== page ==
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Friday analysis: the hazards of too many inquiries

Mark Binskin Royal Commission into National Natural Disaster with Ross Hampton (AFPA)

The various reviews, inquires and commissions into the nation’s devastating 2019-2020 bushfires seem to be having some mixed, if not conflicting results. The South Australian Government is to be applauded for biting the bullet and committing $100 million to increase hazard reduction burns by more than 50% blunting the power of summer bushfires. Source: Bruce Mitchell

It has wisely accepted the findings of former Federal Police commissioner Mike Keelty who reviewed the 2019-2020 fires in SA.

In his review Mr Keelty said that hazard reduction would not have affected last season’s devastation.

But Mr Keelty did point out “hazard-reduction by all – public and private land holders alike – has to be understood and requires an investment of time and money”.

The SA Government agrees, and quite rightly sees hazard reduction as one piece of the puzzle to help reduce the impact of bushfires.

Victoria’s Inspector General for Emergency Management Tony Pearce recognition of the Victorian timber industry’s role in bushfire management is also to be congratulated.

In his Inquiry Into the 2019-20 Victorian Bushfire Season he has warned that the plan to shut down the industry will compromise the state’s bushfire response capacity.

And he said that “cessation of native forest harvesting by 2030 poses challenges for the fuel management program and bushfire response capacity across the state”.

All quite true.

But, sadly, in a 300-plus word report that was pretty much all the recognition the timber industry got.

Important words, but sadly words that will probably be conveniently overlooked by a State Government hell-bent on shutting down the industry.

On a national level, three experts with extensive expertise in bushfires claimed this week that the Bushfires Royal Commission is – based on its interim observations – on a disaster course

The trio; Phil Cheney, a respected bushfire scientist, David Packham who is a renowned bushfire expert and Tim Malseed who is the president of, wrote in the Weekly Times that the Royal Commission has not properly investigated the impact of current land management policies on forest fire suppression, particularly initial attack by dedicated forest firefighters.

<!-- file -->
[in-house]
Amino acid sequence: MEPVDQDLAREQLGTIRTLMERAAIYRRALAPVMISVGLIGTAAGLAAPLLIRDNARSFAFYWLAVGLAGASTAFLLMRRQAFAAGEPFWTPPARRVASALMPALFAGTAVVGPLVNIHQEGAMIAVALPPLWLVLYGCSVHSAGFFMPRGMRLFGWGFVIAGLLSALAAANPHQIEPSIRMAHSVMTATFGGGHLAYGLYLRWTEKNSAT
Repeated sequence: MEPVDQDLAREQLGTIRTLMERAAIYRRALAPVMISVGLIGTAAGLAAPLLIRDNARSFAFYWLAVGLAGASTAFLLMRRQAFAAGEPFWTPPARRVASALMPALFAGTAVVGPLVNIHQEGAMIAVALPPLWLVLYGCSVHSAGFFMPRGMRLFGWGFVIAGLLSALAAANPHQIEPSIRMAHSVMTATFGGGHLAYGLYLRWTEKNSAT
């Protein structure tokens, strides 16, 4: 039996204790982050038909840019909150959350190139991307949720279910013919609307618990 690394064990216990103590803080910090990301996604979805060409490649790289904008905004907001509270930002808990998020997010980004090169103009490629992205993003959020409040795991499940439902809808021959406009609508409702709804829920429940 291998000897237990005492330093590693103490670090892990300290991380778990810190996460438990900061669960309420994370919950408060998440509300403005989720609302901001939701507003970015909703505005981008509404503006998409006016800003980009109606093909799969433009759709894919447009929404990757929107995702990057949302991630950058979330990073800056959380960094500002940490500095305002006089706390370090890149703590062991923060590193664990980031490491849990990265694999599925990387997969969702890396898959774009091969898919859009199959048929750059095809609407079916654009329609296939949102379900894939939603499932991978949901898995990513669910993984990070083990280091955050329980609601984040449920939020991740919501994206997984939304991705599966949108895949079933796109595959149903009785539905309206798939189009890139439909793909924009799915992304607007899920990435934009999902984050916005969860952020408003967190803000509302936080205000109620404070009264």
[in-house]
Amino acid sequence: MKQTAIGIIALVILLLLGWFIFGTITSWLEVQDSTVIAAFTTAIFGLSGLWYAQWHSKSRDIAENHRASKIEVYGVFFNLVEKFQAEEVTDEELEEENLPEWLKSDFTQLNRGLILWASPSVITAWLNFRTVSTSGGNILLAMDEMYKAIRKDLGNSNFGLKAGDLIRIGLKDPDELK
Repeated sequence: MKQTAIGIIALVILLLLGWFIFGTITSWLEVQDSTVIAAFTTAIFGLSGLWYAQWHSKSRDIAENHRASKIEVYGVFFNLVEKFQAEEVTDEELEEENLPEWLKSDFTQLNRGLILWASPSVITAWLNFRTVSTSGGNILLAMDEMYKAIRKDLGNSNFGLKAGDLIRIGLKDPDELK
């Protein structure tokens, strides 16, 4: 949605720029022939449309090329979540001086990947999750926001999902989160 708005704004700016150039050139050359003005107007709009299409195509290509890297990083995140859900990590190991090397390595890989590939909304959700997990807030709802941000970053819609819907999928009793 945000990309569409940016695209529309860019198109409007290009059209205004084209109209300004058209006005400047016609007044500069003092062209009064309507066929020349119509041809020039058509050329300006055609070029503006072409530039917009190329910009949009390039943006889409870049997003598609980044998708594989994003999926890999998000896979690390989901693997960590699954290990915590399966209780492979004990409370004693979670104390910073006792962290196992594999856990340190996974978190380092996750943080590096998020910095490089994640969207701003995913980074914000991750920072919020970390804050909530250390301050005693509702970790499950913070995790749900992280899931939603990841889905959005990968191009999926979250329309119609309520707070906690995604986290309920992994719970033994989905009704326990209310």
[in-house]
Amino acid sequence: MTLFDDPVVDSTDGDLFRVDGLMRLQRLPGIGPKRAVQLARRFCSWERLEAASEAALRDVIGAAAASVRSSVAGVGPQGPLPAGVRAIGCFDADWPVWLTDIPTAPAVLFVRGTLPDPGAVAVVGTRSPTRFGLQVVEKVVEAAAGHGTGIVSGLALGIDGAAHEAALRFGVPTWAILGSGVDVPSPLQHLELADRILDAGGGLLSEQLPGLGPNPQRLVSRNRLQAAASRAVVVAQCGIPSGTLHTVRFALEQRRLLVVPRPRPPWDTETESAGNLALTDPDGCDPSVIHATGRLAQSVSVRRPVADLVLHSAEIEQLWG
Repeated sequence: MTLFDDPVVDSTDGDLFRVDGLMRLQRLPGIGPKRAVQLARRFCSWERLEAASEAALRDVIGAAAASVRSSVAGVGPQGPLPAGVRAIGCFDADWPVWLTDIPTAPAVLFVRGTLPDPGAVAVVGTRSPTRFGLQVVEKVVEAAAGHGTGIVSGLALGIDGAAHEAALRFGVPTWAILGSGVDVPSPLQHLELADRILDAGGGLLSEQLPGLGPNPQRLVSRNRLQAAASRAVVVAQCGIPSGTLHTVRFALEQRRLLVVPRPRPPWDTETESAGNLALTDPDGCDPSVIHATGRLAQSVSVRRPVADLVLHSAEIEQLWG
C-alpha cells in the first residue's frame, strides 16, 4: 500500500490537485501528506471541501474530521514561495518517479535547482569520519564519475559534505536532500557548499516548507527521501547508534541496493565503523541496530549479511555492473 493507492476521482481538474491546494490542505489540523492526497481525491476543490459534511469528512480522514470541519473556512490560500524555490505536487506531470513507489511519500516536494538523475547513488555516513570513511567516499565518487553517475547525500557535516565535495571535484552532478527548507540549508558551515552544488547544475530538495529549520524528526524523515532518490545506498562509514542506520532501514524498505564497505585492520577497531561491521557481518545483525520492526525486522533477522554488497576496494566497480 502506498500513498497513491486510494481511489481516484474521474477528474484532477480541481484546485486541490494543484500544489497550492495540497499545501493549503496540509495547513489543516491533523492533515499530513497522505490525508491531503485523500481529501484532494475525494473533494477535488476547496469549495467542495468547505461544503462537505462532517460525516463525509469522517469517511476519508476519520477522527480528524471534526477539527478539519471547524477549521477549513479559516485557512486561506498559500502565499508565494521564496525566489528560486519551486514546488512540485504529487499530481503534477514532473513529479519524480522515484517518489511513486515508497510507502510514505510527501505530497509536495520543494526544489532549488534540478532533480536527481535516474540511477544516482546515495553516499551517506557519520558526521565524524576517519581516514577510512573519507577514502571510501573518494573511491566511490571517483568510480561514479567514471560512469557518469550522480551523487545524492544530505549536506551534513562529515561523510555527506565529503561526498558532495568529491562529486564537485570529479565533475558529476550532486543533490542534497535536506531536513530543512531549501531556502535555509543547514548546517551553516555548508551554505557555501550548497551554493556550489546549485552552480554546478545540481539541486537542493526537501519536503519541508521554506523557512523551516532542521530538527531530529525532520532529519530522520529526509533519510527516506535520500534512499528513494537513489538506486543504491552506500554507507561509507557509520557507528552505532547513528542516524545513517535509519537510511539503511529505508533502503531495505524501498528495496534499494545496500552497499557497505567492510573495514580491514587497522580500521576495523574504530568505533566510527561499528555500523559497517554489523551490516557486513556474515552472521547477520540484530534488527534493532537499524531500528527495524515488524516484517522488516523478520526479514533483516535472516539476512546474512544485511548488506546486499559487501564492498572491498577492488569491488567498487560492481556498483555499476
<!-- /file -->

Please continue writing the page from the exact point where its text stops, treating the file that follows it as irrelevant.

They say the solution to this problem has been known for decades starting formally with the 1939 Stretton Royal Commission.

Extreme bushfires are not “natural disasters”, as the government claims.

The trio wrote that bushfires are caused by government negligence towards hazard-reduction.

As we have reported before, there have been 57 formal public inquiries, reviews and royal commissions related to bushfires and fire management since 1939.

That is more than one inquiry every two years in the past 80 years, according to Kevin Tolhurst Associate Professor, Fire Ecology and Management, University of Melbourne.

His argument earlier this year was, do we need yet another?

Rather than using time and resources on inquiry No 58, he said we should instead commit to fully implement the recommendations of all the previous inquiries, reviews and royal commissions we have already held.

Another royal commission will only reiterate what we have known for decades.

It seems South Australians have a State Government that is prepared to listen and act on bushfire reviews, and fully support targeted burns and recognise the benefits. Queensland is the same.

Victorians, on the other hand, don’t.

The Nationals voiced serious ongoing concerns over the lack of fuel reduction undertaken by the State Government there and have pointed out repeatedly that in 2014/2015 $50 million was spent on direct fire management activities. Last year only $18 million was spent on direct fire management activities.

South Australia has seen the light and is and committing $100 million to harzard reduction.

That’s probably something for the Royal Commission to think about.